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News Article

Social, Environmental Best Practices Enable Mine of The Future

By Cas Biekmann | Wed, 02/10/2021 - 13:03

On Wednesday, Feb. 10, experts discussed prevalent issues regarding how mines can improve their environmental, social and governance criteria and how they can utilize technologies to participate in a decarbonized society. “The mine of the future will have a fully integrated community and business environment, in which planning will occur beyond operation and toward closing, so the community can remain sustainable beyond the mine’s life, as well,” said Robert Schafer, President of the Society for Mining, Metallurgy & Exploration (SME) during the second panel of Mexico Mining Forum.

This integration will become even more important in a context of global trends, including the energy transition and Industry 4.0. “This will have implications for local communities. Although most jobs will not necessarily disappear, we will need more skilled workers,” said Isabelle Ramdoo, Deputy Director of the Intergovernmental Forum on Mining, Minerals, Metals and Sustainable Development (IGF). To avoid tension, companies need to manage the transition for local communities and help to foster opportunities to diversify away from the mining sector.

Aidan Davy, COO of the International Council on Mining and Metals (ICMM), added that these changes alter the social contract between mining companies, communities and government. Governments traditionally cede their resources so mining companies can develop them and local communities hope to gain benefits in a more direct manner. If a changing industry alters that relationship, new approaches need to be found. “We do not have the answers to these challenging questions, yet. But we are working and getting closer,” he added.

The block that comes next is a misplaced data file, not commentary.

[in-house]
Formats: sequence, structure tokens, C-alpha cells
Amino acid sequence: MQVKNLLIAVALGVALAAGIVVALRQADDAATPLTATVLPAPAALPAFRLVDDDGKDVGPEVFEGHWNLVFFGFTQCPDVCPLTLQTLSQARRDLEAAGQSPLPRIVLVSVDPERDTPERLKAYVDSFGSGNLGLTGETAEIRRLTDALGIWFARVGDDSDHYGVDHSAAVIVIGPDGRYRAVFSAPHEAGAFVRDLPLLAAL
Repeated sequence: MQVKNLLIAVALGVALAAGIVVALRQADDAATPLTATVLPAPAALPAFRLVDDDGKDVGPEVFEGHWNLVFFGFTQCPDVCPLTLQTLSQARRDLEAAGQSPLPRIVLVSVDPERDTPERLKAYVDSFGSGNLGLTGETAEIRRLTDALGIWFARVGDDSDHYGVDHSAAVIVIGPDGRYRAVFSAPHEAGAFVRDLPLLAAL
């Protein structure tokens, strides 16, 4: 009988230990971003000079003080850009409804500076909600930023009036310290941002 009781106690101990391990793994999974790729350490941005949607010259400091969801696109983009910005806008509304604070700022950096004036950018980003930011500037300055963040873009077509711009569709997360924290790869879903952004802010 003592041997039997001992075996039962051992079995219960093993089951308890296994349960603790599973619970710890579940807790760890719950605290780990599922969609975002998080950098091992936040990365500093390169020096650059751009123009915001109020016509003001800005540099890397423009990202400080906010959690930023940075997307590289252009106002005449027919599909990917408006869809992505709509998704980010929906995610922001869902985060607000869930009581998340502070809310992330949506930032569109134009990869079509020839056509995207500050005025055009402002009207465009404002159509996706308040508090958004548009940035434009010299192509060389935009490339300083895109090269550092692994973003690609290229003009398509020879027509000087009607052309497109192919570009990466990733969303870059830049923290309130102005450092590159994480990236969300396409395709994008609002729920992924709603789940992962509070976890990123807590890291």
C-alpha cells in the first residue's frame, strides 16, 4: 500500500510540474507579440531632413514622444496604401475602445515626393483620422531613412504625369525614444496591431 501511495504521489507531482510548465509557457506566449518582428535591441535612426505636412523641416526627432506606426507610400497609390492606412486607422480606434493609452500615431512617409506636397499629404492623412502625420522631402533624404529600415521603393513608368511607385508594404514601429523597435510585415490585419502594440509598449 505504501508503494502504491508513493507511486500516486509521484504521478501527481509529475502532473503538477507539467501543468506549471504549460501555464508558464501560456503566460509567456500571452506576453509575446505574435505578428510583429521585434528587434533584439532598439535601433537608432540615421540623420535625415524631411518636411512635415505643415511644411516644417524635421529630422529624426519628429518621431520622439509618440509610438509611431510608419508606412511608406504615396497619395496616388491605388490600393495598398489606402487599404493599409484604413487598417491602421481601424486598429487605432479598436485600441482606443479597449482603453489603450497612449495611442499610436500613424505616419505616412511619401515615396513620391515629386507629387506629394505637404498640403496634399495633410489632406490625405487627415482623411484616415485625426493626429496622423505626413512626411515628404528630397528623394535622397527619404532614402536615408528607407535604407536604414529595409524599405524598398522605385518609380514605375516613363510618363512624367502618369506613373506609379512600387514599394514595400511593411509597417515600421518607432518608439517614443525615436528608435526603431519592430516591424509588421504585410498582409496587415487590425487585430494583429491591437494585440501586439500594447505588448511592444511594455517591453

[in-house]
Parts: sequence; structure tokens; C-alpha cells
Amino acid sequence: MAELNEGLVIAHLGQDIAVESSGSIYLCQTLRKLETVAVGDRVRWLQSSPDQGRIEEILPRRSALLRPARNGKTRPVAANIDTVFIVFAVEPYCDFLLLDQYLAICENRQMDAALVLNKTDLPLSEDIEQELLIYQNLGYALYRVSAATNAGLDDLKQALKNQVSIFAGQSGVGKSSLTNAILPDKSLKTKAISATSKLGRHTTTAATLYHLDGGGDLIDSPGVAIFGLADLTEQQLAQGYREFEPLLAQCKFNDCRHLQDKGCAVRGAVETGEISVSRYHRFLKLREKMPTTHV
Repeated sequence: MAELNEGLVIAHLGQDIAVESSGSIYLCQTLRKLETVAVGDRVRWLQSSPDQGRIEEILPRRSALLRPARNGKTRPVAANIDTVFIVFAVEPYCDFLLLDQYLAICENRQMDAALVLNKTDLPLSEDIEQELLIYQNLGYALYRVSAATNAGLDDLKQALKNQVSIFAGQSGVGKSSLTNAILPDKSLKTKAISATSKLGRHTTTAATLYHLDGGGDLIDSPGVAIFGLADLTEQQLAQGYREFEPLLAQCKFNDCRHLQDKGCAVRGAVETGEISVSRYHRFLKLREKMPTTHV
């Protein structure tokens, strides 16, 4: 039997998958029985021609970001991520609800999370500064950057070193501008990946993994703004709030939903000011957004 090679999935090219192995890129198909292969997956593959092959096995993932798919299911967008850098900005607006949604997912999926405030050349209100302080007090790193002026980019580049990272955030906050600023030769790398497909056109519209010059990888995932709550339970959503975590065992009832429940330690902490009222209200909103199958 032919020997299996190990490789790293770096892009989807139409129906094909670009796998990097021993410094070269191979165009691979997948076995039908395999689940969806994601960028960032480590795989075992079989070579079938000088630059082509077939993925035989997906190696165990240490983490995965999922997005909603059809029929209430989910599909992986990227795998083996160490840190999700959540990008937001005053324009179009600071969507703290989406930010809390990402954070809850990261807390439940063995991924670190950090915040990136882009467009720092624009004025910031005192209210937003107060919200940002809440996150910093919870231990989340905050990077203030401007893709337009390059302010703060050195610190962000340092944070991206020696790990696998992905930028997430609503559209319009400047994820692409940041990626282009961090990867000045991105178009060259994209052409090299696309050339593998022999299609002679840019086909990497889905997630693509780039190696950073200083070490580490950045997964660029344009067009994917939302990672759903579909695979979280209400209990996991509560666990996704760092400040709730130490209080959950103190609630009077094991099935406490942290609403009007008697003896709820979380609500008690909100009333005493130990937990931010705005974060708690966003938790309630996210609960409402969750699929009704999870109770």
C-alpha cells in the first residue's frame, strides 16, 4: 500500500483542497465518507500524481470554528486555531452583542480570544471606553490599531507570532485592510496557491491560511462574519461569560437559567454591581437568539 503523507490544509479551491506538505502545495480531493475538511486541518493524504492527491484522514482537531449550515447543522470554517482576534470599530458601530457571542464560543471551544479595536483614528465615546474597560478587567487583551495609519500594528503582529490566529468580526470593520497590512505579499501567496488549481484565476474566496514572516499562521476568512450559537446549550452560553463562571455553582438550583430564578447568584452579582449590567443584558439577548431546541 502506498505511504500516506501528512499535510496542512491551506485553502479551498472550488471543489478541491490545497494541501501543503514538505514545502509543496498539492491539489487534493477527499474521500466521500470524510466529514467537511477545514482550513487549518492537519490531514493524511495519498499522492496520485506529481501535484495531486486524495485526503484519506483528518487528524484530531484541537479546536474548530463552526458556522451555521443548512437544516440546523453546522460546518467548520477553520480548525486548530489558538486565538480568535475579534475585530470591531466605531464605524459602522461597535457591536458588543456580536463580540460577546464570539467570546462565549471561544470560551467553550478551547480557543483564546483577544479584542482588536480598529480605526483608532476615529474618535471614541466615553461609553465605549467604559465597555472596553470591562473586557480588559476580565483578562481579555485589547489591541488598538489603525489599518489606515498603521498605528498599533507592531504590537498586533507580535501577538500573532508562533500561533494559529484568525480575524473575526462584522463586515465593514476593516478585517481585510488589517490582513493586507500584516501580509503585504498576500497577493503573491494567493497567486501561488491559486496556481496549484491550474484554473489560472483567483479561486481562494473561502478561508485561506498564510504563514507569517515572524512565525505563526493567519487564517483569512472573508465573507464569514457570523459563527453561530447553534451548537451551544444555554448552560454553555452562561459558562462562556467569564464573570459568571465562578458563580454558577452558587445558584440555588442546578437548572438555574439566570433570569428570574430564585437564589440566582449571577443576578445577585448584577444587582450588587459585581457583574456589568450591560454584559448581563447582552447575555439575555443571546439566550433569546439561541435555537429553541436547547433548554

Social issues, after all, are prevalent in the sector. “We have seen a significant number of disputes between mining companies and local communities,” said Davy. Most of these concentrate around decision-making and who owns the resources that are produced. To solve these tensions, the sector could adopt more inclusive decision-making processes. Good examples of harmonious cooperation between miners, communities and government already exist, where all three parties feel an appropriate degree of ownership and say in the decision-making process.

A global transition toward renewable energy is also forcing mining operations to adapt. After all, mining is essential in its role to produce the necessary materials for clean energy production. “Lithium is a major component of solar panels,” said Dolores Barrientos, Representative Officer in Mexico of the United Nations Environment Program (UNEP), adding that solar energy is a crucial puzzle piece for climate commitments in 126 countries, which contribute to almost 50 percent of global carbon emissions. Barrientos said UNEP focused on improving the sector’s capability to prevent disasters and generate less pollution. “We also promote the circular economy, related to eco-design, recycling and re-use in the mining process,” she said.